Millenials and Gen-Zers have grown up familiar with the ins and outs of the internet. Before Facebook and Twitter, Millenials were warned that when they entered online chatrooms, they should be sure not to give too much personal information, don’t share your real name, and to never meet up in person with someone they’ve met on the internet. These internet safety rules seem foreign now that the same generation is that which uses Facebook, shares their lives daily with Snapchat, and takes rides from strangers on the regular with Uber. So why is internet safety important? If you’re sharing this much now, things must be different, right?
As a small business owner, you have to be aware of the risks you are taking with the internet. According to CNBC, 14 million US Businesses are at risk for a hacker threat. Yet, only 2 percent of small business owners view the threat of cyber attack as the most critical issue that they face.
Why is internet safety important?
It’s happened to Target: 110 million customers’ personal and financial information was exposed in 2013. Chipotle’s payment system was hacked earlier this year and millions of their customers had their credit card information stolen. And, y’all. We’re not even safe from #spoileralerts. Hackers obtained 1.5 terabytes of data from HBO less than a month ago. And now they’re out there spilling the beans on the upcoming Games of Thrones episodes. What is the world coming to? These examples only touch on a few of the biggest corporate hacks in history.
If you think that because your business is small, you’re in the clear, you’re misinformed. These large companies with millions of stolen customer data and dollars are just what hits the headlines. Hackers find “the little guy” businesses of interest because they’re aware that small businesses are less likely to have the resources to implement high-end cybersecurity protection.
Your small business could be their next target.
Still Wondering ‘Why is Internet Safety Important?,’ Here are the Facts:
StaySafeOnline.org has many resources for understanding small business internet security threats. On their website, they also include the following data on considerable risks that are often not addressed:
- 77% do not have a formal written Internet security policy for employees.
- 63% do not have policies regarding how their employees use social media.
- More small business owners say they do not (45%) provide Internet safety training to their employees than do (37%).
- Two thirds (67%) allow the use of USB devices in the workplace.
- Six in ten (59%) say they do not require any multi-factor authentication for access to any of their networks, and only half (50%) say that all of their machines are completely wiped of data before disposal.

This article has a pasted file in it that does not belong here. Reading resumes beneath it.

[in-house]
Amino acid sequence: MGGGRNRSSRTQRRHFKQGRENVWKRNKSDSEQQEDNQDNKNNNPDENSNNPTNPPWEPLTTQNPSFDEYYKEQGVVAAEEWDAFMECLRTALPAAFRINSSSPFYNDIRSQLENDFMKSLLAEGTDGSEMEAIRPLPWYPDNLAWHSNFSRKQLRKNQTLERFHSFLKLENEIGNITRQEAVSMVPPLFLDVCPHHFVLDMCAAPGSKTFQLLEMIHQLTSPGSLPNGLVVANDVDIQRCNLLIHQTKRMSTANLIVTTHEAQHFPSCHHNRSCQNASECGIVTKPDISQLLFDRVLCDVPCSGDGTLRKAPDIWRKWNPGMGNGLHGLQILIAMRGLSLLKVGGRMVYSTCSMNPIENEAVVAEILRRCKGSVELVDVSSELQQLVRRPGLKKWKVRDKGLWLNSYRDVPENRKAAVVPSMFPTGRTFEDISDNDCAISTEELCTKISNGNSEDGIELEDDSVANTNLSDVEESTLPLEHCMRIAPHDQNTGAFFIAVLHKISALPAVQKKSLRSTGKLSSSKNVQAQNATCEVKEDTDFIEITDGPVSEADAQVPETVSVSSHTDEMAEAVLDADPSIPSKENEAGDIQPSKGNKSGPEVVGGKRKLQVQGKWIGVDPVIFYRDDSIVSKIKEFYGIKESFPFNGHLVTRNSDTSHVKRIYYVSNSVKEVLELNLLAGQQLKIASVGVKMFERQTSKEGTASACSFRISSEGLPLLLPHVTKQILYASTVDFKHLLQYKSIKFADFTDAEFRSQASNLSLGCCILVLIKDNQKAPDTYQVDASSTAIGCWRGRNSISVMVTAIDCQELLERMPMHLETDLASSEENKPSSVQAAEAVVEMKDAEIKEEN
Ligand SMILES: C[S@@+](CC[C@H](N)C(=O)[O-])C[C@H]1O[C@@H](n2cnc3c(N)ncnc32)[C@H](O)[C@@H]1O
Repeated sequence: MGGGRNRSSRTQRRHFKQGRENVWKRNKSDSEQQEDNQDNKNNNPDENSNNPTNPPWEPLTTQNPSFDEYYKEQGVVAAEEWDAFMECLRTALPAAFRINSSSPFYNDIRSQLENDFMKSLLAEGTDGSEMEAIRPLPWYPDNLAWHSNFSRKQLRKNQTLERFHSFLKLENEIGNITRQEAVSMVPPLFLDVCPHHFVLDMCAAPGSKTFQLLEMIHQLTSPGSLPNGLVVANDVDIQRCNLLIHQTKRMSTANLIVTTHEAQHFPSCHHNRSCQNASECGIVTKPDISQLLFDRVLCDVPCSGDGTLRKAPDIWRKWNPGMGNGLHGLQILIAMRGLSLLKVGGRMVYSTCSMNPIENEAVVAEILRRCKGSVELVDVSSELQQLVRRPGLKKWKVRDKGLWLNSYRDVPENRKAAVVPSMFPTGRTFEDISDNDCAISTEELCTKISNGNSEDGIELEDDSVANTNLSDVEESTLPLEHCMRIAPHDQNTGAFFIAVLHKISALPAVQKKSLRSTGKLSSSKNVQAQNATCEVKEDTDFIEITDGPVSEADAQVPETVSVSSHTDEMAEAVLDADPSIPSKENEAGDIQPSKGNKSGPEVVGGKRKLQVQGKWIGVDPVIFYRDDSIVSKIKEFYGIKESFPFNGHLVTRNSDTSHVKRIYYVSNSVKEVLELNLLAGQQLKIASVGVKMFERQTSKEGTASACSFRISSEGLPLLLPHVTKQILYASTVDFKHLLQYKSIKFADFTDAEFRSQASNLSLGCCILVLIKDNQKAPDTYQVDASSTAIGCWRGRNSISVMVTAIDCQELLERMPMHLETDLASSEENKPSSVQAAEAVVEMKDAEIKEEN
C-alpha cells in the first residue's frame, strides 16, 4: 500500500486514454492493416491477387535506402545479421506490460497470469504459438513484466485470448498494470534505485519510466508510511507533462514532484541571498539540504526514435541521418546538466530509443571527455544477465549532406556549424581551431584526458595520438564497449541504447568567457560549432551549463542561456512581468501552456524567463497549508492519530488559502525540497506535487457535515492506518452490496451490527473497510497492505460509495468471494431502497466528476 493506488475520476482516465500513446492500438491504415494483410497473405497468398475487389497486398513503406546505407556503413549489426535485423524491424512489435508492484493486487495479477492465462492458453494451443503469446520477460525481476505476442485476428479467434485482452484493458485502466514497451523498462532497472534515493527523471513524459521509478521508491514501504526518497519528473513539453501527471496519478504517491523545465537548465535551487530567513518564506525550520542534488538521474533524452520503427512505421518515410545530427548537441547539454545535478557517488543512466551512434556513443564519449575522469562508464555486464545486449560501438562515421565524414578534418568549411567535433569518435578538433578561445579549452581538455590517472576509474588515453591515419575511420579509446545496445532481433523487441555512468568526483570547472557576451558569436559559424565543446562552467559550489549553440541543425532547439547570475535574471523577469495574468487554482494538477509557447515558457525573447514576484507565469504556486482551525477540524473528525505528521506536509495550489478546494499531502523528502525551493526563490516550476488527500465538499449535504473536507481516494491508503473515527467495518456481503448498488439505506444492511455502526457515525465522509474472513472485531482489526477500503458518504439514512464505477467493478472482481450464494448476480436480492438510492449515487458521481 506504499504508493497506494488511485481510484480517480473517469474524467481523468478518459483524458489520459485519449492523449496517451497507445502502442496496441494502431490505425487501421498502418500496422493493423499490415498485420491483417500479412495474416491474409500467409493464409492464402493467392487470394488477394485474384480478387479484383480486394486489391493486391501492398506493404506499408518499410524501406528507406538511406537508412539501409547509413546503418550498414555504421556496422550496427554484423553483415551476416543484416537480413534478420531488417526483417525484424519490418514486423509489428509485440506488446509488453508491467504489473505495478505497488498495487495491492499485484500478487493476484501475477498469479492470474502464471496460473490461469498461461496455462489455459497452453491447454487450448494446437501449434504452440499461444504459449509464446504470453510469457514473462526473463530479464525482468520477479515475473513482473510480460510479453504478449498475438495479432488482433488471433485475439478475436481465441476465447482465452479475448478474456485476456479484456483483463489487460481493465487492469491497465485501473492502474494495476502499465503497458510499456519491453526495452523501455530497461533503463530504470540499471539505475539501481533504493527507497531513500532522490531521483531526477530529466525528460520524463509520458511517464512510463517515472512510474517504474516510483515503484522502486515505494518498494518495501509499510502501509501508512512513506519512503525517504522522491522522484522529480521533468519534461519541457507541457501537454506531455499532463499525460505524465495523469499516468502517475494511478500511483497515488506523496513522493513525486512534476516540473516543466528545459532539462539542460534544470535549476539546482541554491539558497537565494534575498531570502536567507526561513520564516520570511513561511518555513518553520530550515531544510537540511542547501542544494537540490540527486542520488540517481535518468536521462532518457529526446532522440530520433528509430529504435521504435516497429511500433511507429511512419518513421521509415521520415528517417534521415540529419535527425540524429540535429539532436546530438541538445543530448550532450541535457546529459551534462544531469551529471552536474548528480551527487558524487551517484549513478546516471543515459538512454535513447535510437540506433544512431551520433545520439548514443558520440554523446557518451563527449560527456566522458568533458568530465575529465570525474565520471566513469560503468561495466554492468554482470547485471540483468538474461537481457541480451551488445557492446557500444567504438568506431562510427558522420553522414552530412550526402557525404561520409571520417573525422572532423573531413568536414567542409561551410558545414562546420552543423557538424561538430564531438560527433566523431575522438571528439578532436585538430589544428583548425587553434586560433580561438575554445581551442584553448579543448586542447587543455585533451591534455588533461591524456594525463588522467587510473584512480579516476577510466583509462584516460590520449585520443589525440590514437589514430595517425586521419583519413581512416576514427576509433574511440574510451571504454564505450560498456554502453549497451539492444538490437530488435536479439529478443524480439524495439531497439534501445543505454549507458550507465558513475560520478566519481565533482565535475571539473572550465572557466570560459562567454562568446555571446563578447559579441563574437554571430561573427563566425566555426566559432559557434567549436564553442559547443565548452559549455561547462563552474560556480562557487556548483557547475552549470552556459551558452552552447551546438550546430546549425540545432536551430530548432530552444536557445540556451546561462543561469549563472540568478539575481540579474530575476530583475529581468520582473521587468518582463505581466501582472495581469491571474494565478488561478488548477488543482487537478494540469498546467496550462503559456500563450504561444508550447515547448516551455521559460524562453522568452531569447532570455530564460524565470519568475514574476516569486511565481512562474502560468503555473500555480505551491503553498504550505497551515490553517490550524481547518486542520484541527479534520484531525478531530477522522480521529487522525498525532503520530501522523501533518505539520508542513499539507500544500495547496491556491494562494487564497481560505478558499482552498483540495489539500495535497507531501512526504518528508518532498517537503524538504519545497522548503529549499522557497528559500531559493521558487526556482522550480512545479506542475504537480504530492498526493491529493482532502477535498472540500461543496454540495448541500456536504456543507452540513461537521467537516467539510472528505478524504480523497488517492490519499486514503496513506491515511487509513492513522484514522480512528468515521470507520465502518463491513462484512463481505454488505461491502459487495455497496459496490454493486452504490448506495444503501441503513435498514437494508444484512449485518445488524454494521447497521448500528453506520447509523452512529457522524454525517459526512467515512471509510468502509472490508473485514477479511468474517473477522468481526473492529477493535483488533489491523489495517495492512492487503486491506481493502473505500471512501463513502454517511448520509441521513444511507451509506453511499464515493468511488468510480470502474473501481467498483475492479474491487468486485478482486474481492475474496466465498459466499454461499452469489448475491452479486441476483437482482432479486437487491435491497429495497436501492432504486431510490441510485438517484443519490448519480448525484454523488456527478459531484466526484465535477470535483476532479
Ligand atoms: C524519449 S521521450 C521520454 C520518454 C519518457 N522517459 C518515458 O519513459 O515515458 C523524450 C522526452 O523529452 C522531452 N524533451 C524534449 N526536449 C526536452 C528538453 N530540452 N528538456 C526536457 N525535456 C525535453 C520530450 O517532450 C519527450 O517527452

Internet Safety Threats
Malicious code is any code in any part of software program or script written to do harm. Examples of malicious code include computer viruses, worms, trojan horses, logic bombs, spyware, adware and backdoor programs. This is an application security threat that cannot be controlled by conventional virus software.
Lost or stolen devices
Did you know that data shows that every 53 seconds, someone’s laptop gets stolen? This generally happens in bars and while using public transportation. There have been many technological advances over the last ten years that have helped in guarding your data from thieves, but we keep so much of our lives inside our virtual files that it can still be a tragic loss.
A writer on The Guardian describes what he learned when his laptop was stolen, including some programs to have installed in case it happens to you. We’ll discuss those, along with preventative techniques later on in the article.
No, not spearfishing, spear PHishing. You may know spear phishing’s close relative, phishing.
Well, spear phishing is the latest spin on this internet safety threat. Rather than looking like a reputable company that is looking to get your personal information, someone who is spear phishing already knows a little bit about you. They pose as a family member or a friend and already know your name, email address, and some basic information. They then use those bits of information as a mask of familiarity to gain more personal information.
Where do they get this information? Your web presence and social media profiles. Their goal is to build trust and eventually uncover what could be your password to your financial accounts.
Unsecured Wireless Networks
If your employees use their laptop, tablet or smartphone for work outside of the office, they should wary of using public internet sources. There’s plenty of news stories to back up the dangers of using unsecured wireless networks. Hackers have been known to steal data from hotels and convention centers, retail chains and even the WiFi network of an entire city. There are so many security dangers with using public WiFi. Watch the video below to learn how hackers use unsecured wireless internet networks to steal your public information.
As the video mentions, if you do use public wifi, you should first verify the wifi network with an employee. It’s also helpful to turn off sharing and use a VPN.
A threat to your company’s security could be sitting just a few desks away from you. We’ve mentioned before that it’s difficult to find good employees, taught you how to hire quality employees, and how to train them. But, things could still go wrong after that. According to Tripwire.com, insider threats are the main security threat in 2017. Not all of the issues lie with those who are disgruntled and malicious. But between careless mistakes, phishing traps, and angry employees, there is a lot that can go wrong.
“Among 874 incidents, as reported by companies to the Ponemon Institute for its recent 2016 Cost of Data Breach Study, 568 were caused by employee or contractor negligence; 85 by outsiders using stolen credentials; and 191 by malicious employees and criminals.”